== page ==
Subsea Expo

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New Standards for Flexible Pipe Technology To Meet Future Challenges

04 May 2009

Subsea technology company, MCS, will present the advances in new industry standards for flexible pipe during a special flexible riser session on Tuesday 5 May 2009 at OTC.

The outcome of a four-year-long joint industry partnership (JIP) led by MCS, this work represents the first major revision of the API and ISO standards since the originals were produced in the mid-nineties and will incorporate new industry experience and learning gained over the last ten years. The work of the JIP is due to be completed later this year.

The overall aim is to ensure that flexible pipe technology remains a competitive, safe and enabling solution for the challenges of future offshore exploration in harsh, deepwater environments.

““Flexible pipe technology was largely pioneered in the North Sea,” explains Michael O'Sullivan, project manager of the JIP, “Since then the range of applications for flexible pipe has grown significantly. The industry has learned more about the long term performance of the product and the reasons for failure which has prompted the initiative to significantly update the standards.

“The new standards will re-define the minimum design, manufacturing, qualification and testing requirements for flexible pipe.”

MCS has extensively studied the use of flexible pipe technology in increasingly deeper water and harsher environments and has learned how and why they fail. This learning will enable the industry to improve their design and their operational use so that integrity is ensured, safety improved and risks reduced.

MCS led the first JIP to design the initial standards from 1994-1998 and since then has been involved in four other JIPs looking at this technology as well as over 100design and engineering projects involving flexible pipe.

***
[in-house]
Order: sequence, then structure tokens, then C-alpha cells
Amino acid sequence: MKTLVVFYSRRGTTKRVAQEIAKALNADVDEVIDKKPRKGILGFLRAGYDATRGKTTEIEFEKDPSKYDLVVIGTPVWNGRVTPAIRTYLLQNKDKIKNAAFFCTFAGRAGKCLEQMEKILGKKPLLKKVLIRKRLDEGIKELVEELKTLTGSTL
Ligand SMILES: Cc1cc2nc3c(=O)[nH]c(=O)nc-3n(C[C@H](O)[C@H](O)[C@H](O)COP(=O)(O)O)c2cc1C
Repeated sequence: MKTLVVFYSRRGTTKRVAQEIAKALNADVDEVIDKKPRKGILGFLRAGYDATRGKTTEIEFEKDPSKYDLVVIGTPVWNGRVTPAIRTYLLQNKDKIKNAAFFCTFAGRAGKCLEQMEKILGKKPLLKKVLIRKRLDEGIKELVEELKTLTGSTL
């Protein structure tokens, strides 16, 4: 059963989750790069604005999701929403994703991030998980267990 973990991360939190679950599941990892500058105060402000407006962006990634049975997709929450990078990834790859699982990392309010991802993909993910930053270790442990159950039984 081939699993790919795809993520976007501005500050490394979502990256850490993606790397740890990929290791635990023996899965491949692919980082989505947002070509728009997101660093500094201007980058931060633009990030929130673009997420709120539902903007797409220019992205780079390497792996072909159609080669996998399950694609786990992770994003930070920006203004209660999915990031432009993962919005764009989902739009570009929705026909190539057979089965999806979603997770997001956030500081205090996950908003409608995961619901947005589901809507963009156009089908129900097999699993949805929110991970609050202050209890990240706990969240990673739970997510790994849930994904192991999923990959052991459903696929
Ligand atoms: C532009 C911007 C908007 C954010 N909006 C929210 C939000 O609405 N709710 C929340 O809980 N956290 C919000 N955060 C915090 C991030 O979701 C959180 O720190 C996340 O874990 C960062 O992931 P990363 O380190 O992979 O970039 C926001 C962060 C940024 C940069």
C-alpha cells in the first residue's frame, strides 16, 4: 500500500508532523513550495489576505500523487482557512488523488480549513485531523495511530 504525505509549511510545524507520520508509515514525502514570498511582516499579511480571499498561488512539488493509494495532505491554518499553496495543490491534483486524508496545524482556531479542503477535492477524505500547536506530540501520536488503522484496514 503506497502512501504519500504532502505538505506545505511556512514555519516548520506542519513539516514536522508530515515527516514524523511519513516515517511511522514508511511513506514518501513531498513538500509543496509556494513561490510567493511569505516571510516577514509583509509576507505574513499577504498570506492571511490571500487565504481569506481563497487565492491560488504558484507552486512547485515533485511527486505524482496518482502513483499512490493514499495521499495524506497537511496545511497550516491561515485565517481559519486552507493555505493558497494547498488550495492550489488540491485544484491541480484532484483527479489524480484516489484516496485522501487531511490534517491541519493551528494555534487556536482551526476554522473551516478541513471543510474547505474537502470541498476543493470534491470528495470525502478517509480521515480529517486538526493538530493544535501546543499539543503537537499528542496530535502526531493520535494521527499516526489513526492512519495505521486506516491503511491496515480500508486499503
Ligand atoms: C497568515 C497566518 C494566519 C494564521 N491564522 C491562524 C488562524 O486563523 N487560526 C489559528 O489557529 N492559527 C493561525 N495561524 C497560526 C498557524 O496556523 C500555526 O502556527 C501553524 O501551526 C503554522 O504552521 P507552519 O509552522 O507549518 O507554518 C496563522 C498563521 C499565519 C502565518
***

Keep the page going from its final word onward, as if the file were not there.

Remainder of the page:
“As a wholly independent engineering consultancy, we are seen as an honest broker and are able to work with the operators, the suppliers, manufacturers and regulatory bodies to bring together our findings and work to develop a consensus on the requirements to be incorporated into the standards,” adds Frank Smith, engineering team leader at MCS in Aberdeen who will present the paper at OTC.

The primary objectives of the JIP were to identify gaps between the current versions of the standards and the state of practice, liaise with other on-going industry initiatives and carry out detailed studies on specific topics that require in-depth investigation.

A key focus in MCS' scope of work was to review existing design requirements and testing and then develop a prospective design philosophy for flexible pipe. The latter will provide a rigorous and consistent methodology for the selection of design requirements.

The key results to date include:

· Alignment of the flexible pipe standards to other standards for offshore tubulars

· The introduction of new design criteria for structural layers

· The revision of design criteria

· New load capacity design criteria for end fittings

· A proposal to introduce value-creating testing for metallic and polymer materials

· Clarification of the purpose and acceptance criteria for Factory Acceptance Testing (FAT), qualification and prototype tests

· The introduction of new FAT and qualification and prototype tests

· The development of new prototype scaling relationships

· The development of a design philosophy based on a combined limit state and working stress design approach to provide a rigorous basis for future revision of design criteria

“Once the new standards are adopted, it is also planned to publish technical reports on specific studies carried out by the JIP to facilitate a broad industry debate through which the concepts can evolve and mature,” concluded Smith “Additionally a web-based discussion forum used by the JIP participants will be opened up to the industry on completion of the work to provide on-going discussion and dissemination of flexible pipe issues and lessons learnt.”

MCS' engineering capability in flexible pipe is underpinned by the development and practical application of their proprietary software product, Flexcom. The latest version of Flexcom (7.9) is being launched at OTC. Major technical enhancements to this software, which provides simulated analysis of flexible pipe, include the ability to model contact between adjacent risers, a wake interference modelling facility, plus comprehensive coupled analysis capabilities.

An advanced subsea technology company with offices in Galway, Aberdeen, Houston, Rio, Perth, Paris and Kuala Lumpur, MCS is a subsidiary of international energy services company John Wood Group PLC (“Wood Group”). It provides engineering solutions including riser design experience, proprietary software and subsea integrity management across a wide variety of projects worldwide.